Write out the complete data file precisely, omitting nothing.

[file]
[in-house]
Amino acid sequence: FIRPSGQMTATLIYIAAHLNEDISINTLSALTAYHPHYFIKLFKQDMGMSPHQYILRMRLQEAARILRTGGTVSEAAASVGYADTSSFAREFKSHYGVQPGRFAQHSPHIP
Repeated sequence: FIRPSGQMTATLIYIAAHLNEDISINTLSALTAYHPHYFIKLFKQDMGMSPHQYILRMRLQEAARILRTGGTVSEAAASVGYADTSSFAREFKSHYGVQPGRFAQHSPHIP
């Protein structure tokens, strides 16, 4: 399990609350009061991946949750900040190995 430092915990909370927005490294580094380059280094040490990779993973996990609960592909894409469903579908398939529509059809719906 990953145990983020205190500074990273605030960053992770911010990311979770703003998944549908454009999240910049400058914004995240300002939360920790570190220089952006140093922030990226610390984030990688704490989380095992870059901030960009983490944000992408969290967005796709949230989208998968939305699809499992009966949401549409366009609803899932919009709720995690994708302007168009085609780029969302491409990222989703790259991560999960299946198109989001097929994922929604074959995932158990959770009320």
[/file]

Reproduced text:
[in-house]
Amino acid sequence: FIRPSGQMTATLIYIAAHLNEDISINTLSALTAYHPHYFIKLFKQDMGMSPHQYILRMRLQEAARILRTGGTVSEAAASVGYADTSSFAREFKSHYGVQPGRFAQHSPHIP
Repeated sequence: FIRPSGQMTATLIYIAAHLNEDISINTLSALTAYHPHYFIKLFKQDMGMSPHQYILRMRLQEAARILRTGGTVSEAAASVGYADTSSFAREFKSHYGVQPGRFAQHSPHIP
């Protein structure tokens, strides 16, 4: 399990609350009061991946949750900040190995 430092915990909370927005490294580094380059280094040490990779993973996990609960592909894409469903579908398939529509059809719906 990953145990983020205190500074990273605030960053992770911010990311979770703003998944549908454009999240910049400058914004995240300002939360920790570190220089952006140093922030990226610390984030990688704490989380095992870059901030960009983490944000992408969290967005796709949230989208998968939305699809499992009966949401549409366009609803899932919009709720995690994708302007168009085609780029969302491409990222989703790259991560999960299946198109989001097929994922929604074959995932158990959770009320």